It was about this time, also, that my Dutch ancestors were settling in New York City which, at the time, was called "New Amsterdam. They were your early Baptists. They, too, were struggling to break away from the Church of England. One of their first missions was the quest for complete religious liberty, and they made no secret of their determination to obtain religious freedom not only for themselves, but for all persons--Christian and non-Christians. They believed in free-will rather than the Puritan doctrine of predestination and placed strong emphasis on the individual's search for personal salvation.
Time never stands still, and neither did my ancestors who--both Baptist and Puritan--migrated to New Jersey in the 1700's and along with their migrations, many of their previous religious beliefs were forgotten. This was a new generation, a generation in search something new, and they found it in the newly emerging Methodism religion, but even that was to undergo changes. By the end of the century there was the Methodist Protestant and the Methodist Episcopal, and my ancestors were split between the two. In one family alone, my 5th great grandfather was a Baptist and one of his sons, a Baptist minister while my 4th great grandfather, his other son, attended the Episcopal Church.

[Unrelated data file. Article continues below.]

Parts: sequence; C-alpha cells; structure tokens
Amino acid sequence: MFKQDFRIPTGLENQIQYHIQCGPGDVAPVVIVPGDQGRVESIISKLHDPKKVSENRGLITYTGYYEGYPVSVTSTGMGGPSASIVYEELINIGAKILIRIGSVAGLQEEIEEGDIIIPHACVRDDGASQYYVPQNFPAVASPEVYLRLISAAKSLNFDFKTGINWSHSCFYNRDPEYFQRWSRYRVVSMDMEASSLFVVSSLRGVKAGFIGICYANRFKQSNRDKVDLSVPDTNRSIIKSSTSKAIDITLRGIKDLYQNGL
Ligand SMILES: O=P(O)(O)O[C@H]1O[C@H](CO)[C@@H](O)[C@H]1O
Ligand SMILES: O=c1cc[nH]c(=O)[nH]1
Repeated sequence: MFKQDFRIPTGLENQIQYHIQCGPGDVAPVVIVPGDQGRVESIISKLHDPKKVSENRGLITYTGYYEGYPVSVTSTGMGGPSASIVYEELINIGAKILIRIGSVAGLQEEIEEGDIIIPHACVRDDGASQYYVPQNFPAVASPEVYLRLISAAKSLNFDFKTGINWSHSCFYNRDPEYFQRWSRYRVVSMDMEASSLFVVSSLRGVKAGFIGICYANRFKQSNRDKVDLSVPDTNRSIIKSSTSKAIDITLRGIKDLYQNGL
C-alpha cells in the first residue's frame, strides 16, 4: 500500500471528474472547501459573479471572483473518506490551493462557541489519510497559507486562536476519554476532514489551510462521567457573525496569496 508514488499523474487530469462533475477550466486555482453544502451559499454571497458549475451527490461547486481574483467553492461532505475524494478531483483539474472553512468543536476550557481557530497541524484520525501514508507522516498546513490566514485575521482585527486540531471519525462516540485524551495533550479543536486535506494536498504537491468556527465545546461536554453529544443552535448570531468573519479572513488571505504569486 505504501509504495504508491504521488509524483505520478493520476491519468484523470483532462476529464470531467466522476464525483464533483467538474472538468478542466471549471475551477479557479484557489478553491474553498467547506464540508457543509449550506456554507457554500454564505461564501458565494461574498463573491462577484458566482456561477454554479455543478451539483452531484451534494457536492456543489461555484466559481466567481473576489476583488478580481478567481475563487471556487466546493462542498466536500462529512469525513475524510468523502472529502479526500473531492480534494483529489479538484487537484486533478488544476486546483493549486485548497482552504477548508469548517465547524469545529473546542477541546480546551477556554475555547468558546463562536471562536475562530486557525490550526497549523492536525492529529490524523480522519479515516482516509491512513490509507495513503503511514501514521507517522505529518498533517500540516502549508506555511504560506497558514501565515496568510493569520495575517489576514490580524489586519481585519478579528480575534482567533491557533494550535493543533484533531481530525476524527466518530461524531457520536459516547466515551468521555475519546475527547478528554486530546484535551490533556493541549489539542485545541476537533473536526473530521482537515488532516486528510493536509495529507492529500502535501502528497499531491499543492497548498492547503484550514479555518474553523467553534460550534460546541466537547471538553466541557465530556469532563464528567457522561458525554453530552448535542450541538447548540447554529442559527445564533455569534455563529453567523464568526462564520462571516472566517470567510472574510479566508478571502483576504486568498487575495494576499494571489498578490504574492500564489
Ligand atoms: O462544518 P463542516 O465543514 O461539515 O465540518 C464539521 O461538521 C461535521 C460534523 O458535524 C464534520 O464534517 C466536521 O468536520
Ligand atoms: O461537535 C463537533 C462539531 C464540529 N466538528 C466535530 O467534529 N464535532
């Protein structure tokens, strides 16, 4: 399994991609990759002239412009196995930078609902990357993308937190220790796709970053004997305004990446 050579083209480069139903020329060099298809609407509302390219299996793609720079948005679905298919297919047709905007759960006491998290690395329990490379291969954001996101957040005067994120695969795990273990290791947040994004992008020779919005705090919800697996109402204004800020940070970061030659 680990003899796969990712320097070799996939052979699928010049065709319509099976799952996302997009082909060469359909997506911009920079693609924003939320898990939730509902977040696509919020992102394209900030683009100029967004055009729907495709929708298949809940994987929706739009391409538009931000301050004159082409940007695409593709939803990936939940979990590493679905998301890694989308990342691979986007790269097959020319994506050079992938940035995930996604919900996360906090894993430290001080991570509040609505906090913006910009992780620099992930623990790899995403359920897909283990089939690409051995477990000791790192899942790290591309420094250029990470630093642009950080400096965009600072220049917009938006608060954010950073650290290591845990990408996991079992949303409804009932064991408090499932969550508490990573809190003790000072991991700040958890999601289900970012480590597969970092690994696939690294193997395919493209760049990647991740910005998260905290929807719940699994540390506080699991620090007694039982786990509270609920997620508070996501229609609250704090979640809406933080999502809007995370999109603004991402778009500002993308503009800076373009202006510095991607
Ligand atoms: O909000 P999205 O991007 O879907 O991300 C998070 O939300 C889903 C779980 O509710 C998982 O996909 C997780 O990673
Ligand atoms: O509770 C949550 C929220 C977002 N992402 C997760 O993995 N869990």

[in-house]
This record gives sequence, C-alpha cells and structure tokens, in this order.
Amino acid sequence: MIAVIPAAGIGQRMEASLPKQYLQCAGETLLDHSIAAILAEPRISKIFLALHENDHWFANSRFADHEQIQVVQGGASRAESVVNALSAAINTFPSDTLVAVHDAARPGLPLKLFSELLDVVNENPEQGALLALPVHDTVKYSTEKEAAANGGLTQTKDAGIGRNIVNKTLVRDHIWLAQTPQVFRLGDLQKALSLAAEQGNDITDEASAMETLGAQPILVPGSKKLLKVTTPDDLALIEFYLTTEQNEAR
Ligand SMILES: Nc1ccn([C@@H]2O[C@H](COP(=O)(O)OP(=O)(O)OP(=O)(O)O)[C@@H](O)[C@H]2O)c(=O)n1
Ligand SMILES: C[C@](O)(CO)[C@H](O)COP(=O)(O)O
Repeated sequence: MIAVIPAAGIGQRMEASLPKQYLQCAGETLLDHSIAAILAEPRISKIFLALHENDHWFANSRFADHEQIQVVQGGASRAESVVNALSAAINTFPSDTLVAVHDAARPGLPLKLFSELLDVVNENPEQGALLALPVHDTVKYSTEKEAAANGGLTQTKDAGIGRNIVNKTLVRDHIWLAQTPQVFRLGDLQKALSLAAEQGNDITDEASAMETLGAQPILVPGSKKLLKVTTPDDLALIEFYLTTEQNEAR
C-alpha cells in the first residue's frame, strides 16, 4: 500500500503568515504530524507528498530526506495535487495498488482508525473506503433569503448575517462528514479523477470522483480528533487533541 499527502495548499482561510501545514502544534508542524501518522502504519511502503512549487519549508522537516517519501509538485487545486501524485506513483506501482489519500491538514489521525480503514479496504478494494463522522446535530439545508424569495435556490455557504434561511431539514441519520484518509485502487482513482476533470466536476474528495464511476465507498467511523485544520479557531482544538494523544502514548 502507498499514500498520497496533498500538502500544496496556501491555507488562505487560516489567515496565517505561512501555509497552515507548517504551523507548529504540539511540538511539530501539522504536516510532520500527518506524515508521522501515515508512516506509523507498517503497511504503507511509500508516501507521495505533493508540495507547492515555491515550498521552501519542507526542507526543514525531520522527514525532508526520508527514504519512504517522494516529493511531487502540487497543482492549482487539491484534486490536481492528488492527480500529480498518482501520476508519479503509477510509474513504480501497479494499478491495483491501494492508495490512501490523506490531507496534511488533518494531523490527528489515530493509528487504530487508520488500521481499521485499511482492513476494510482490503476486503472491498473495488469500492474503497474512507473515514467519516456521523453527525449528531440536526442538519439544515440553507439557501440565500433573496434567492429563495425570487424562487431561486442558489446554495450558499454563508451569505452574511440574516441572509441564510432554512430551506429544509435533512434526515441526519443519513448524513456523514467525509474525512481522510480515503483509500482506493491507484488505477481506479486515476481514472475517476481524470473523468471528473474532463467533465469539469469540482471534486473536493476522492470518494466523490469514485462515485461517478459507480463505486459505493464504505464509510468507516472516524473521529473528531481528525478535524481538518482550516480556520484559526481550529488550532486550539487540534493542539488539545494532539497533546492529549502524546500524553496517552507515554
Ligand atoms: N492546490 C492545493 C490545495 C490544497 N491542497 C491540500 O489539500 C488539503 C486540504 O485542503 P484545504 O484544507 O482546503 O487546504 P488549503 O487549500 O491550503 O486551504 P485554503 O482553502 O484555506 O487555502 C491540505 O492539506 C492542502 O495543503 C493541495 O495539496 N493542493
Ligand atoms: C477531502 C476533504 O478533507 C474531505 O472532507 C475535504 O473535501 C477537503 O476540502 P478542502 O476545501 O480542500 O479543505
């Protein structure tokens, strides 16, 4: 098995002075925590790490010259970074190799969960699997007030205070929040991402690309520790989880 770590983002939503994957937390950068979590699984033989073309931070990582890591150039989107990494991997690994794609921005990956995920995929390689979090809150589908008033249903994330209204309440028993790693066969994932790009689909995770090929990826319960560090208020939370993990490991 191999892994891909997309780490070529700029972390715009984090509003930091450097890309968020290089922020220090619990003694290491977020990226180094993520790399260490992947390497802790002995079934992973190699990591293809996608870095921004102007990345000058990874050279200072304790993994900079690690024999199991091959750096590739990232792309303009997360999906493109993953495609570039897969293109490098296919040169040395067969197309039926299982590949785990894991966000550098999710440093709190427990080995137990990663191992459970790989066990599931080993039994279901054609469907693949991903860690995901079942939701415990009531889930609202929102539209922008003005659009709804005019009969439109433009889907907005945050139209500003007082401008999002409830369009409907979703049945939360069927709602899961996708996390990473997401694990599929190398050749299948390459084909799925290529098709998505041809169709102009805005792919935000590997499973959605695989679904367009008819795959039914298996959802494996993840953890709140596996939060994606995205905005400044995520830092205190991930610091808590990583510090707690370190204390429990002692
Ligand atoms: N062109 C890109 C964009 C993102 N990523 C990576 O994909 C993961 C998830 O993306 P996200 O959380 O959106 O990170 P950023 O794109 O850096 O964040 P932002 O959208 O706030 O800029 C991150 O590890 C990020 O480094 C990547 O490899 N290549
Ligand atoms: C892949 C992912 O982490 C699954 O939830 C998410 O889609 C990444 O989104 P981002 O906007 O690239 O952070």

And, in the 1800's when my ancestors from Ireland arrived, and it seems that my ancestors once again came together...as Episcopalians which appeared to carry through well into the 20th century. My grandparents, my mom, my dad, and myself were Episcopalians...not the strict churchgoers of ancestors past, but that was our religion. When I was a child, I attended church on Sundays after an hour of Sunday school, and also attended special functions, but nothing more. I can't remember my mom going to church except for my communion. And as I grew older, I was given the freedom to choose my own spiritual path...just as I have done for my sons.
And here I am, in the 21st century, a Interfaith minister, following the Druid path...not a religion per se, but a spirituality that encompasses a respect for life and a belief in the interconnectedness of all things. I believe not in one God, but in many Gods and Goddesses. I believe in the planets, in astrology, in the wonder of nature. I believe in fairies, in the Otherworld, in reincarnation and the cycle of life...much the same of my most ancient of ancestors. Yes, I have come full circle.
Yes, I am a Druid, and I am free to say that today. The day has passed that I would have feared burning at the stake. That is a part of our country's past, and although it is still happening in some parts of the world, here, in this country, we are blessed and free to believe. So, although we may not believe as our ancestors did and may find their tenets quite harsh, their quest for religious freedom, the courage it took to seek it out... this was their gift to us.